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Oceans and war and films and books

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Oceans and war and films and books

Old 16th May 2020, 15:23
  #41 (permalink)  
 
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Originally Posted by Bergerie1 View Post
Uncle Fred and Wingnuts,

Yes it most certainly was brave, but it was not unusual in those days. If you read about some of the great sea voyages of those times, and before, you will see that such things were expected from time to time, it was part of being a sailor - one hand for the ship and one for yourself. Even in modern times it can be quite dramatic, here is a short video of a more modern ship, the Europa, in the Drake Passage.

https://www.youtube.com/watch?v=08EeAvMUCe0&t=3s

On 13 January 1833, HMS Beagle, under the command of Captain Robert Fitzroy was laid flat sixty miles WSW of Cape Horn. On board was Charles Darwin. Fitzroy, in his journal wrote, "I was anxiously watching the successive waves, when three huge rollers approached, whose size and steepness at once told me that our sea-boat, as good as she was, would be sorely tried. Having steerage way, the vessel met and rose over the first unharmed, but of course, her way was checked; the second deadened her way completely, throwing her off the wind; and the third great sea, taking her right abeam, turned her so far over, that all the lee bulwarks, from cat-head to the stern davit, was two or three feet under water.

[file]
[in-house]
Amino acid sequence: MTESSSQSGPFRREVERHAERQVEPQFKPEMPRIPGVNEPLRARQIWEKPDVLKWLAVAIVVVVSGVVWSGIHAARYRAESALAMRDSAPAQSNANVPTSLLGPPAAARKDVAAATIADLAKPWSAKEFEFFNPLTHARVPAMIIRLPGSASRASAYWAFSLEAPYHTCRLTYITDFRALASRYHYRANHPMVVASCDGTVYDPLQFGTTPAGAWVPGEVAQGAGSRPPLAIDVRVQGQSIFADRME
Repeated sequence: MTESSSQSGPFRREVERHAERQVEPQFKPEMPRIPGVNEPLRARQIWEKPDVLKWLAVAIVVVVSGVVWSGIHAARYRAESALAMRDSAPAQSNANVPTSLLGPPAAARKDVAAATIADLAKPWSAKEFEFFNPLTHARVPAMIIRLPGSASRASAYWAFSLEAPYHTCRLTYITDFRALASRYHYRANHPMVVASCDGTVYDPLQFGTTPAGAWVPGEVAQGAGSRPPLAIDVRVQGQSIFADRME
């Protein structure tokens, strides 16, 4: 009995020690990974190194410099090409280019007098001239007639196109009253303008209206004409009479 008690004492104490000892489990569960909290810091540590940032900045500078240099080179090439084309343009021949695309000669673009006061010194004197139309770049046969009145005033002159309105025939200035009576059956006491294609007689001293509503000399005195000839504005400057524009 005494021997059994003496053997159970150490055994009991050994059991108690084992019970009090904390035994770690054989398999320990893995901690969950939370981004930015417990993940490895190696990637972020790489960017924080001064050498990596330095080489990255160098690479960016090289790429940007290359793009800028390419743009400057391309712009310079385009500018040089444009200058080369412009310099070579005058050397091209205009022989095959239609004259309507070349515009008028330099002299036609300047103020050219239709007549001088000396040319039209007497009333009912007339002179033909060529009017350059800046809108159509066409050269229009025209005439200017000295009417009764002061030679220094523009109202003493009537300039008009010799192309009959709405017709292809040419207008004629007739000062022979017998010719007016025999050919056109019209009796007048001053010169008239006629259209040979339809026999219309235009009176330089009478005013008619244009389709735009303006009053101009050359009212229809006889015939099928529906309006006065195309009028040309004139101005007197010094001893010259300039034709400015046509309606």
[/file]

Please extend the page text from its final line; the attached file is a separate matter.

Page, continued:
For a moment, our position was critical; but like a cask, she rolled back again, though with some feet of water over the whole deck. Had another sea struck her, the little ship might have numbered among the many of her class which have disappeared....."


Had that happened, Darwin would not have written On the Origin of Species and Fitzroy would not have become 'the father' of Britain's Met Office.

It was a near run thing!
That reminds me, the book 'This Thing of Darkness' by Harry Thomson is an excellent read. Its a semi-fictional account of the voyage of the Beagle, written more from the perspective of Fitzroy.
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Old 16th May 2020, 15:46
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​​​​​​ Another good book is The Good Shepherd by C S Forester. A Battle of the Atlantic story which is being made into a film due for release this year starring Tom Hanks, although it will be delayed due to Corinavirus.